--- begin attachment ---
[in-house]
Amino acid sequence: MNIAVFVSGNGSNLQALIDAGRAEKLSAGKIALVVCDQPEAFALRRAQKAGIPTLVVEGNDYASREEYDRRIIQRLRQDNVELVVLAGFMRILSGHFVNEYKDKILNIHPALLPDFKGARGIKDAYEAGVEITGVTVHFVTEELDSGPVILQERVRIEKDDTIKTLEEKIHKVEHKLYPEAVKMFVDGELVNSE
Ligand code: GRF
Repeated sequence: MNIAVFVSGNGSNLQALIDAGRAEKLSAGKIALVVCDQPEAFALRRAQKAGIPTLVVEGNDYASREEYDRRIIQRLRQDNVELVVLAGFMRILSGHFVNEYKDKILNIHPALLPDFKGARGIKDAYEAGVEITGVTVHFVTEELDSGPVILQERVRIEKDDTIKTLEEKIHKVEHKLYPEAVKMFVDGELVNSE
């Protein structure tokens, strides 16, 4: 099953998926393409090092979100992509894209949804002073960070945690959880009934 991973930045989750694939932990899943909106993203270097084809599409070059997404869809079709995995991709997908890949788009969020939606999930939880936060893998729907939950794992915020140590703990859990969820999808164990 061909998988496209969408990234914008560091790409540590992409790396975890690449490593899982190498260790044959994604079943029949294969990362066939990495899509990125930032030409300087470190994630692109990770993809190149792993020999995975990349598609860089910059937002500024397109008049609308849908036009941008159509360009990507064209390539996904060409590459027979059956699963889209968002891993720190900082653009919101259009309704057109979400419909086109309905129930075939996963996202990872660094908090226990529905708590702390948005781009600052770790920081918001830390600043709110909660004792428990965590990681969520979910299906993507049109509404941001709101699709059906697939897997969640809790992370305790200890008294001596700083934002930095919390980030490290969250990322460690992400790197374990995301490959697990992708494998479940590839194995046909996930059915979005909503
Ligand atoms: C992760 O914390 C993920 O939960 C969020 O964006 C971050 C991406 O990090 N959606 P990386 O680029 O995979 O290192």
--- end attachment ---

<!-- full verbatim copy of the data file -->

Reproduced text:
[in-house]
Amino acid sequence: MNIAVFVSGNGSNLQALIDAGRAEKLSAGKIALVVCDQPEAFALRRAQKAGIPTLVVEGNDYASREEYDRRIIQRLRQDNVELVVLAGFMRILSGHFVNEYKDKILNIHPALLPDFKGARGIKDAYEAGVEITGVTVHFVTEELDSGPVILQERVRIEKDDTIKTLEEKIHKVEHKLYPEAVKMFVDGELVNSE
Ligand code: GRF
Repeated sequence: MNIAVFVSGNGSNLQALIDAGRAEKLSAGKIALVVCDQPEAFALRRAQKAGIPTLVVEGNDYASREEYDRRIIQRLRQDNVELVVLAGFMRILSGHFVNEYKDKILNIHPALLPDFKGARGIKDAYEAGVEITGVTVHFVTEELDSGPVILQERVRIEKDDTIKTLEEKIHKVEHKLYPEAVKMFVDGELVNSE
């Protein structure tokens, strides 16, 4: 099953998926393409090092979100992509894209949804002073960070945690959880009934 991973930045989750694939932990899943909106993203270097084809599409070059997404869809079709995995991709997908890949788009969020939606999930939880936060893998729907939950794992915020140590703990859990969820999808164990 061909998988496209969408990234914008560091790409540590992409790396975890690449490593899982190498260790044959994604079943029949294969990362066939990495899509990125930032030409300087470190994630692109990770993809190149792993020999995975990349598609860089910059937002500024397109008049609308849908036009941008159509360009990507064209390539996904060409590459027979059956699963889209968002891993720190900082653009919101259009309704057109979400419909086109309905129930075939996963996202990872660094908090226990529905708590702390948005781009600052770790920081918001830390600043709110909660004792428990965590990681969520979910299906993507049109509404941001709101699709059906697939897997969640809790992370305790200890008294001596700083934002930095919390980030490290969250990322460690992400790197374990995301490959697990992708494998479940590839194995046909996930059915979005909503
Ligand atoms: C992760 O914390 C993920 O939960 C969020 O964006 C971050 C991406 O990090 N959606 P990386 O680029 O995979 O290192």